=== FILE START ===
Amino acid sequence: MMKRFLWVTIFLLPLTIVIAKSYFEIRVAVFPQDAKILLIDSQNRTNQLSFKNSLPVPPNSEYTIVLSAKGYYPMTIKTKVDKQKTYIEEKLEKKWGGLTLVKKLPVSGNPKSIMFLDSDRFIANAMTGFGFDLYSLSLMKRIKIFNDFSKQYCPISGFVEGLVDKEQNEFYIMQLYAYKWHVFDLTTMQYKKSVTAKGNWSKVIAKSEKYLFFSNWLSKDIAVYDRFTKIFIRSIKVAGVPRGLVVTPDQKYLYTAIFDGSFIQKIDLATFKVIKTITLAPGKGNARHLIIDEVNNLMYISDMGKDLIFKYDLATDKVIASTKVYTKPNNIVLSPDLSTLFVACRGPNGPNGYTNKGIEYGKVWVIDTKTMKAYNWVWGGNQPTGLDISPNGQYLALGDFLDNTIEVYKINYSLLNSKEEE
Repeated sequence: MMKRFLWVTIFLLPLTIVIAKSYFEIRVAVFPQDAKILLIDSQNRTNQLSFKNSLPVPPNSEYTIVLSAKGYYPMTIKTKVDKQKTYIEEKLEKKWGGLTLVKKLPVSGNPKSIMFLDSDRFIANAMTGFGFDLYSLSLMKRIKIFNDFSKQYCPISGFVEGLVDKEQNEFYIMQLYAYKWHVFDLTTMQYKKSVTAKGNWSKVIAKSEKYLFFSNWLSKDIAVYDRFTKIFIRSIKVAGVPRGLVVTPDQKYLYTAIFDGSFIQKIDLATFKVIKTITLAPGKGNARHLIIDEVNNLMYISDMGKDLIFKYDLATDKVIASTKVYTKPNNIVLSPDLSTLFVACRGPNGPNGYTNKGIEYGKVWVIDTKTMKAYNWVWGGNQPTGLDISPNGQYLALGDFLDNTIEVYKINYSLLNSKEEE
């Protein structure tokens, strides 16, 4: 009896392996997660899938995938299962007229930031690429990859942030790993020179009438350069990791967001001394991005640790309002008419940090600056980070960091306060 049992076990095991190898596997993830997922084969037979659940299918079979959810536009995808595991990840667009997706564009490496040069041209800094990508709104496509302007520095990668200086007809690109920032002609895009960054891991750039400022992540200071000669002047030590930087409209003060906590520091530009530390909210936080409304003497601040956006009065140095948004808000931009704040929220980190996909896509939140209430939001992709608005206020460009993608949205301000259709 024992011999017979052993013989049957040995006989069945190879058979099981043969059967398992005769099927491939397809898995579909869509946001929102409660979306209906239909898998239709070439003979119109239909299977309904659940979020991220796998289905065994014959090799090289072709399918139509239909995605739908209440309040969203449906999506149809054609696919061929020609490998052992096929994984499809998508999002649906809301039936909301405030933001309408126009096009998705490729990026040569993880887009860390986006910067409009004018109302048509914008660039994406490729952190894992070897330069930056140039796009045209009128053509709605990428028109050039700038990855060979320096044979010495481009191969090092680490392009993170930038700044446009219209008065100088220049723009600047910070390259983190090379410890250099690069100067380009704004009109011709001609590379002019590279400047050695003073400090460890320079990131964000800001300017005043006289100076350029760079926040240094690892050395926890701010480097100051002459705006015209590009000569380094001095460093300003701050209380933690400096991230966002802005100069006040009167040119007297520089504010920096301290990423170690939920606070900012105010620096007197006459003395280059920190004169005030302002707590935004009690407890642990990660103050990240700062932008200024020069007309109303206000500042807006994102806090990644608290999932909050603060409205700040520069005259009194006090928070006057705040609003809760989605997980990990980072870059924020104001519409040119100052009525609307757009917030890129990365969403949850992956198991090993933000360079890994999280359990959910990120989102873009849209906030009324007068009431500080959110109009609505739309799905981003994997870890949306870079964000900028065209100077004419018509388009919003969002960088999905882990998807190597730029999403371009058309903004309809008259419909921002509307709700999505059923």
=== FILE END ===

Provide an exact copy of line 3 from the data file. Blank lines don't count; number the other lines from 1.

């Protein structure tokens, strides 16, 4: 009896392996997660899938995938299962007229930031690429990859942030790993020179009438350069990791967001001394991005640790309002008419940090600056980070960091306060 049992076990095991190898596997993830997922084969037979659940299918079979959810536009995808595991990840667009997706564009490496040069041209800094990508709104496509302007520095990668200086007809690109920032002609895009960054891991750039400022992540200071000669002047030590930087409209003060906590520091530009530390909210936080409304003497601040956006009065140095948004808000931009704040929220980190996909896509939140209430939001992709608005206020460009993608949205301000259709 024992011999017979052993013989049957040995006989069945190879058979099981043969059967398992005769099927491939397809898995579909869509946001929102409660979306209906239909898998239709070439003979119109239909299977309904659940979020991220796998289905065994014959090799090289072709399918139509239909995605739908209440309040969203449906999506149809054609696919061929020609490998052992096929994984499809998508999002649906809301039936909301405030933001309408126009096009998705490729990026040569993880887009860390986006910067409009004018109302048509914008660039994406490729952190894992070897330069930056140039796009045209009128053509709605990428028109050039700038990855060979320096044979010495481009191969090092680490392009993170930038700044446009219209008065100088220049723009600047910070390259983190090379410890250099690069100067380009704004009109011709001609590379002019590279400047050695003073400090460890320079990131964000800001300017005043006289100076350029760079926040240094690892050395926890701010480097100051002459705006015209590009000569380094001095460093300003701050209380933690400096991230966002802005100069006040009167040119007297520089504010920096301290990423170690939920606070900012105010620096007197006459003395280059920190004169005030302002707590935004009690407890642990990660103050990240700062932008200024020069007309109303206000500042807006994102806090990644608290999932909050603060409205700040520069005259009194006090928070006057705040609003809760989605997980990990980072870059924020104001519409040119100052009525609307757009917030890129990365969403949850992956198991090993933000360079890994999280359990959910990120989102873009849209906030009324007068009431500080959110109009609505739309799905981003994997870890949306870079964000900028065209100077004419018509388009919003969002960088999905882990998807190597730029999403371009058309903004309809008259419909921002509307709700999505059923």